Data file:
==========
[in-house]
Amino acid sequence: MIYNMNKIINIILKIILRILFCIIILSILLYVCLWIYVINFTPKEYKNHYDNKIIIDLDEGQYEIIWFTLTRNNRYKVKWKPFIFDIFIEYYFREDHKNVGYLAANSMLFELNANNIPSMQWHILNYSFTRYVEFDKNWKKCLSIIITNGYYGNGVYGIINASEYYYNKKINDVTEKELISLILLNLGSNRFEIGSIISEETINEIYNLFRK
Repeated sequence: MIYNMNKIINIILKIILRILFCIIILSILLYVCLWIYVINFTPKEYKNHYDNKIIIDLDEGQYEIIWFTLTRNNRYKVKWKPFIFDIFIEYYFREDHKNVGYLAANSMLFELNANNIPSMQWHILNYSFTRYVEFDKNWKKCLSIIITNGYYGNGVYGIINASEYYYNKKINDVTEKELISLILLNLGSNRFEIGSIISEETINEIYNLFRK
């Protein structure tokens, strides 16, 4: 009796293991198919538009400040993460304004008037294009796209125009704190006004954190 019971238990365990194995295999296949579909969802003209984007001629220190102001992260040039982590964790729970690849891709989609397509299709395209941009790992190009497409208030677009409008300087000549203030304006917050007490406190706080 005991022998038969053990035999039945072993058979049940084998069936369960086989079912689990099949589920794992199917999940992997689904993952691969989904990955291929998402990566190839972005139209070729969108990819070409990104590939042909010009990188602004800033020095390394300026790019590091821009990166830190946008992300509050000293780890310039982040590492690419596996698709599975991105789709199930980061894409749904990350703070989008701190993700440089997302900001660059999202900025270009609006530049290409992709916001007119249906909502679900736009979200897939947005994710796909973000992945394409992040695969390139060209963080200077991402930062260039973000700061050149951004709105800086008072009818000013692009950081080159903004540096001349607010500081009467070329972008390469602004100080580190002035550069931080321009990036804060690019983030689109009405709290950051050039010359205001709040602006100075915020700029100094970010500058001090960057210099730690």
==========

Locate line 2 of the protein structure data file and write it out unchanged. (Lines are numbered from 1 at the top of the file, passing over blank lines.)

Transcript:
Amino acid sequence: MIYNMNKIINIILKIILRILFCIIILSILLYVCLWIYVINFTPKEYKNHYDNKIIIDLDEGQYEIIWFTLTRNNRYKVKWKPFIFDIFIEYYFREDHKNVGYLAANSMLFELNANNIPSMQWHILNYSFTRYVEFDKNWKKCLSIIITNGYYGNGVYGIINASEYYYNKKINDVTEKELISLILLNLGSNRFEIGSIISEETINEIYNLFRK